Analysis: Most Companies Won't be Early Adopters of Windows 8 (Yahoo! News / Reuters)
There was once a time when the launch of a new Windows operating system was a huge deal for the technology departments in many businesses. Not anymore. Microsoft Corp's release of Windows 8 on Friday is likely to be a non-event for most companies -- and some experts say many may never adopt it. The Atlantic Wire With less than a week to go before the big Windows 8 launch on Oct. 26, everybody seems to be converging on the same unambiguous conclusion about the new software: bafflement. CNET There's no doubt Microsoft will sell hundreds of millions of copies of the operating system, as PC makers roll it out to consumers with their latest hardware and corporations eventually adopt it under existing licensing arrangements. The real metrics to watch will be how quickly consumers and businesses buy Windows 8, and how much of a dent Microsoft makes in Apple's huge lead in the tablet business.

AMC Settles Dish Legal Battle in Time for Walking Dead (Mashable)
Dish Network's 14 million TV subscribers, who were no longer receiving AMC shows because of a legal battle, can stop groaning as loudly as zombies now. AMC Networks and Cablevision settled their dispute with Dish on Sunday, just in time for a new episode of AMC's zombie drama The Walking Dead. Entertainment Weekly / Inside TV According to a press release, Dish agreed to pay AMC and Cablevision $700 million, and also entered into a new multi-year agreement to air the channels comprising AMC Networks -- which includes AMC, IFC, the Sundance Channel, and WE tv. NYT / Media Decoder The end of the blackout coincided with a settlement in a four-year breach-of-contract lawsuit between Dish, controlled by Charles W. Ergen, and VOOM, a former subsidiary of Cablevision, which like AMC Networks is controlled by Charles F. Dolan. Dish contended that its decision to stop carrying AMC's channels on July 1 was unrelated to the legal fight, but AMC said otherwise.

Stephen Colbert: 'I Booked Bill O'Reilly and I Got William O'Reilly' (TVNewser)
Comedy Central host Stephen Colbert talks to Playboy (probably not safe for work) about many things, including his character's influence, Fox News host Bill O'Reilly. Playboy: Who's your ideal guest? Colbert: We want someone who represents something, who feels strongly about what they're talking about and will allow for a little dramatic friction. The most disappointing guest is somebody who won't be their personality. International Business Times Colbert will make a cameo appearance in Peter Jackson's upcoming Hobbit trilogy, according to sources from The Hollywood Reporter. In a recent interview with Playboy, the comedian and satirist described a visit to the set of The Hobbit in New Zealand.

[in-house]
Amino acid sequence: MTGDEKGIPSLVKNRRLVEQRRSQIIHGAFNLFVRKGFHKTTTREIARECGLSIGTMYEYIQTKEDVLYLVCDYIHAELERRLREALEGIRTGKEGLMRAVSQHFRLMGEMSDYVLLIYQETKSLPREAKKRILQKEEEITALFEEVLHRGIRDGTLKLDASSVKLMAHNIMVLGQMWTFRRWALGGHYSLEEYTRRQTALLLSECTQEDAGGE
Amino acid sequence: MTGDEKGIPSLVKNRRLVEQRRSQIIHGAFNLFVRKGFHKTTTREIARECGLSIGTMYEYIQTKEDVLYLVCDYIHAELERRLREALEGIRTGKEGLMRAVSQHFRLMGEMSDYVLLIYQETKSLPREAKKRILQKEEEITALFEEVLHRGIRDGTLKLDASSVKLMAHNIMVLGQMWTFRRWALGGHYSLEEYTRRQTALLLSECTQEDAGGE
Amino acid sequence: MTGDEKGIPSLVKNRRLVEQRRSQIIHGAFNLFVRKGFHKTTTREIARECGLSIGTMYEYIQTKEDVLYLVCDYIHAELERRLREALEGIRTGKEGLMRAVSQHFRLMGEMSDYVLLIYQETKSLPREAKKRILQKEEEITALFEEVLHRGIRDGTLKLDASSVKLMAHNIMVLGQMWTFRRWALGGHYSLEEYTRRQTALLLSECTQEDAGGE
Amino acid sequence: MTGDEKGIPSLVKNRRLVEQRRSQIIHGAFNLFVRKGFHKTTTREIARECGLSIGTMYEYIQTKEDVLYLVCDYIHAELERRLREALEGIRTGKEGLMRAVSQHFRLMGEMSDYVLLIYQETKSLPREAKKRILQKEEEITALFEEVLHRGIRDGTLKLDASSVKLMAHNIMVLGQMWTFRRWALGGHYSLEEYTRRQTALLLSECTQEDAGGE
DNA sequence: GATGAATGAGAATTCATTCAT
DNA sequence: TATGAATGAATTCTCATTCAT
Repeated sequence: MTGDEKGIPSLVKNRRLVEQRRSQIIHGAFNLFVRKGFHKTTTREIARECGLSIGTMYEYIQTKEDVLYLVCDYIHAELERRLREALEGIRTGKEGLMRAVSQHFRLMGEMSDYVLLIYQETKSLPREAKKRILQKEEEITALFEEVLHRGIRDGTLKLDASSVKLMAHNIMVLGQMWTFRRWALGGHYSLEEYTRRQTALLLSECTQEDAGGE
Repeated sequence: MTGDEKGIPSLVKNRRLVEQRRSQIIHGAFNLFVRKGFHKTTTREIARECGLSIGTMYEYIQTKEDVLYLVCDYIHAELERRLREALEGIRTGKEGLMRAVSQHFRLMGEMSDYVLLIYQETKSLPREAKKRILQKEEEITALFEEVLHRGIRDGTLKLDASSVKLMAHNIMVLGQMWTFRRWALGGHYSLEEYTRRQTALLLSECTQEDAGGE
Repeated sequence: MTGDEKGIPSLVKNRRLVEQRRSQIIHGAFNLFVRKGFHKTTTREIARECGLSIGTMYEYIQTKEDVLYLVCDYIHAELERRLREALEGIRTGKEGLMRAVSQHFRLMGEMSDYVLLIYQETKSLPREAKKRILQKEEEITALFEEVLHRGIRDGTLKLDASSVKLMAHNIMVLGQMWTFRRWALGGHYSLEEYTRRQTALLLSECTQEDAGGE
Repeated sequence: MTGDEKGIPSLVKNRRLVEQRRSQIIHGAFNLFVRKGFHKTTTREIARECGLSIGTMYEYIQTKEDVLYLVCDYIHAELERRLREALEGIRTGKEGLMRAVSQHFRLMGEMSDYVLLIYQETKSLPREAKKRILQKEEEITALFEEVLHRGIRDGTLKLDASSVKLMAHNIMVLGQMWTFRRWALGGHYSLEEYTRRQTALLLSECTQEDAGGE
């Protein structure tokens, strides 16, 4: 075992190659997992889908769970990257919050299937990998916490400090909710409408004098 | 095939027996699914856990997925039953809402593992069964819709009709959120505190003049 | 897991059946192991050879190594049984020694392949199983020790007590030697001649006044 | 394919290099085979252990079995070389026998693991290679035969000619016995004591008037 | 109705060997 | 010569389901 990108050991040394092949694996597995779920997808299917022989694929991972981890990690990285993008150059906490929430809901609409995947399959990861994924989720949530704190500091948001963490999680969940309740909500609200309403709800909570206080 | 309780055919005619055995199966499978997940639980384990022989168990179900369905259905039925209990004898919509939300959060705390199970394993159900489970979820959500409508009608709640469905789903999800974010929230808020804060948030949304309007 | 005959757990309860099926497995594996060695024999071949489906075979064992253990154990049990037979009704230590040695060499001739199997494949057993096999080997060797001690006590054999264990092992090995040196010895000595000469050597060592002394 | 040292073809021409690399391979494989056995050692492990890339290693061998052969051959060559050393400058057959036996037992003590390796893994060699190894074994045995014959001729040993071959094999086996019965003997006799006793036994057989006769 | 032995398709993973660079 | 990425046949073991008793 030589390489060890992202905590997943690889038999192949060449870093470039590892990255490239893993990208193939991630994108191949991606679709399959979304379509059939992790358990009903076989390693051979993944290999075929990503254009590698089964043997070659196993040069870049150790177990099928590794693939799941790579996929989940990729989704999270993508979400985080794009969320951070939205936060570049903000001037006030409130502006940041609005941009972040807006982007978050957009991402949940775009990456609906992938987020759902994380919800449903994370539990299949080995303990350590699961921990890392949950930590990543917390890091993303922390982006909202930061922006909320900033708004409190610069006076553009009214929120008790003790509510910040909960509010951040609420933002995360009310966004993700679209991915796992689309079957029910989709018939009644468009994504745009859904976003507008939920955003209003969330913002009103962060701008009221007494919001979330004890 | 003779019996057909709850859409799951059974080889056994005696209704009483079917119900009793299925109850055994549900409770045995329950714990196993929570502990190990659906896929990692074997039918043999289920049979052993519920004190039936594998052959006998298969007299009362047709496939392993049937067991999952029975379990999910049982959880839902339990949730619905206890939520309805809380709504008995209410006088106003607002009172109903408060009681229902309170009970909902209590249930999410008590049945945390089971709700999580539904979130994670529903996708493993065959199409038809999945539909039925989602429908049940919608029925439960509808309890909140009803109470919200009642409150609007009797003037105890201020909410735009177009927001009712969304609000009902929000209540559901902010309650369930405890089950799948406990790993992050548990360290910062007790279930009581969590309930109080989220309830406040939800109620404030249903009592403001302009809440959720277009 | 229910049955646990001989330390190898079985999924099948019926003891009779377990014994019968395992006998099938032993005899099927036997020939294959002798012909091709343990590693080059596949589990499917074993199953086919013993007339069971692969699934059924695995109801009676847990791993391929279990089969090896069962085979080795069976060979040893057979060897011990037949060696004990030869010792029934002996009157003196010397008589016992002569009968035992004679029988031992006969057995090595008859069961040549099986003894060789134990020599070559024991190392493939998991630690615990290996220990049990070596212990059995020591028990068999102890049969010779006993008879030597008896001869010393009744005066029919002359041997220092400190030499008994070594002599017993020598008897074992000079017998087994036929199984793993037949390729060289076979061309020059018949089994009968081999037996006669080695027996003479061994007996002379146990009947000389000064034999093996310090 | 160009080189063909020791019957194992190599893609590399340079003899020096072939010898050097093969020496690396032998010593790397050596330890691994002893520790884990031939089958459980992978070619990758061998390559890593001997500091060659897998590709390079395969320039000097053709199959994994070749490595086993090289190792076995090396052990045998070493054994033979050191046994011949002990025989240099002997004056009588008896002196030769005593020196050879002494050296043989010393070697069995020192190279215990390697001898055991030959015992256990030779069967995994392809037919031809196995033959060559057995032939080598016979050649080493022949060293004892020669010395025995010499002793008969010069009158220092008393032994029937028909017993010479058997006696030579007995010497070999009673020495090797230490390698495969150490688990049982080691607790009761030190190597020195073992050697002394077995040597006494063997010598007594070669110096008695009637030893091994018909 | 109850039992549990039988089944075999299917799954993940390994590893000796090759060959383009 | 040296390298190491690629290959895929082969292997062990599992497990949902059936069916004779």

Voice: Intimacy as Opportunity (Adweek)
The big question is: In a world in which digital noise is so loud that it has made us unfeeling, how can we regain intimacy? What can we as an agency, a business or brand do to make ourselves matter again?

Instagram Shrugs Off Twitter Snub and Finds Feature Work-Around (AllTwitter)
Remember we told you about Twitter cutting off Instagram's access to its API, destroying Instagram's "find friends on Twitter" feature? Well, the crafty little picture powerhouse that could appears to have found a work-around. At least in part.

NYC Sees Progress in Quest to Become Tech Capital (Yahoo! News / AP)
New York's mayor has made no secret of going after a digital grail: rivaling Silicon Valley as a high-tech hub. The city isn't there, at least not yet, but it can point to a series of promising signs.

Why Marketers Should be Targeting Social Moms on Twitter and Facebook (AllTwitter)
Moms social network a lot. How much? Eight out of 10 (80 percent) use social media regularly, with 90 percent of those having visited Facebook in the past 30 days, and just over one-third (37 percent) hanging out on Twitter over that same period.

Agency Puts City Stories on Stage (NYT / Media Decoder)
Many a newcomer to New York has dreams of Broadway stardom. The new New York office of the Chicago-based Leo Burnett advertising agency has made it, at least for now, as far as a theater in the East Village.

ABC World News Introduces the 'Instant Index' (TVNewser)
Regular viewers of ABC World News may have noticed a new segment on the program recently. The "Instant Index," described by Diane Sawyer as "the things that caught our eye today," airs during the show's third segment. It will spotlight interesting people, places, video and quotes from the day's news cycle.

First Look at Pippa Middleton's Book (WWD / Memo Pad)
"It's a bit startling to achieve global recognition (if that's the right word) before the age of 30, on account of your sister, your brother-in-law and your bottom," writes Pippa Middleton in the introduction to her new book, Celebrate: A Year of British Festivities for Families and Friends (Michael Joseph), which will be published in the U.K. on Thursday.

Why a Physical TV Set Will Disappear From our Living Rooms (LostRemote)
LostRemote, the name of this blog, is a constant reminder of the evolution of TV and technology. Your smartphone, iPad, laptop and Web browser are as much of a remote as the clunky rectangular piece of plastic that you always seem to lose. What will we be losing next as the living room changes?